“May I ask why you two are meeting in secret?” She eyed them both warily. With Harold’s warning and her student’s sudden bout of secrecy, Manus was starting to feel worry creep into her mind.
	“Simply forming some plans. Can two friends not do that?” Fredrik asked with a shrug. His president’s icy gaze made him nervous for once, “Well, we wanted the choice for our meeting place to be a surprise. Galahad, Suzie, and I have narrowed it down to three places.”
	“We’re going into town for it,” Galahad added quickly, “A little time out on the town as a group then get some food. Rald knows the town well and I thought you could use a break from academics. Even over the holiday break you were working on your schooling!” The duelist sank into his chair with shame in his voice, “You don’t feel like I’m going behind your back, do you?”
	Miss Manus took a seat and removed her hat with two hands before a third gently rubbed her forehead, “No, well, I do not want you to think you cannot have your secrets. Your identity and background are both shrouded in mystery afterall. I merely have a lot on my mind.”
	Galahad frowned and bowed his head, “In due time you’ll both know,” He quietly said while twiddling his thumbs, “But not now.”
	Fredrik was sensing his guilt quite easily and pat his friend on the back, “Please do not beat yourself up. I do not understand your need for this, but we will not pry. Good day to both of you,” He took his leave quickly.
	Miss Manus gripped the hem of her hat before putting it back on, “Is Galahad your real name? Or are you a fey avoiding using your real name?”
	“I promise you that I’m a man– a human man,” He assured her, “Galahad is my real name. But Loxley isn’t a last name,” He whispered, “What were we practicing?” He returned attention to their real purpose for the meeting.
	Manus blinked, “Of course. We are attempting to increase your speed with transmutation. You did well today, but I wish to get ahead of the curve by speeding up your work. Please, show me your casting.”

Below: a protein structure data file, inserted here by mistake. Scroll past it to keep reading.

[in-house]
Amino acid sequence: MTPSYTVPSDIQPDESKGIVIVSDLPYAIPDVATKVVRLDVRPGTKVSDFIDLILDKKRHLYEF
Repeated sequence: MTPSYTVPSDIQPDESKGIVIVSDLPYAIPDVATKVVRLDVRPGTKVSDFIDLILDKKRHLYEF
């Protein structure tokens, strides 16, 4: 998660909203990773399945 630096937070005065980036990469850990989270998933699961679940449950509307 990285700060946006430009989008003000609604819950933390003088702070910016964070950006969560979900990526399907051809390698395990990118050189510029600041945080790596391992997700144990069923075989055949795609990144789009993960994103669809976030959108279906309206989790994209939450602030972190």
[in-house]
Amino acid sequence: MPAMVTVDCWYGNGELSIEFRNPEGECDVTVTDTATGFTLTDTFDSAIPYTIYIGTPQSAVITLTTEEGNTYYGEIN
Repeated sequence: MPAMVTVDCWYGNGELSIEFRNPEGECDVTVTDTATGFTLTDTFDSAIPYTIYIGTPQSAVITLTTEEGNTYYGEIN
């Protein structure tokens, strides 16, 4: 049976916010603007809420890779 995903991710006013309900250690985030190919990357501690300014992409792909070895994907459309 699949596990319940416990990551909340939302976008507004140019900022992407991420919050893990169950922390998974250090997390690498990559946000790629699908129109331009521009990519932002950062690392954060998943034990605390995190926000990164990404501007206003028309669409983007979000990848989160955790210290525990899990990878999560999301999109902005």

Galahad nodded and stuck his finger into the sand filled cup. Slowly, each particle turned to a liquid, red and tart smelling. At the end the fledgling transmutationist was left with a bitter cup of cranberry juice which he taste tested, “Could be worse,” He noted.
	“You are not focusing on all of the sand. You are focusing on them one by one to change them,” The fey-witch noted, “Go wider, expand your focus, expend a little more mana, focus on every little grain of sand at once.”
	He nodded back quickly. He stared at the glass of sand, examining all of it before shoving his finger into it. The sand glowed and Manus stared excitedly at it, eager to see her student succeed only for the sand to explode into a shower of cranberry juice all over the wizard. The two looked at one another for a moment before Galahad burst out laughing at himself as he looked at the sticky juice covering his robes, “Could you lend me a hand?”
	“Of course,” Manus chuckled as the initial shock subsided. With a spell, she pulled almost all the juice from his clothes and returned it to the cup, “You managed to do it all at once. But you were too overzealous with your mana use. Try again, would you?”
	“Yeah, I got this.”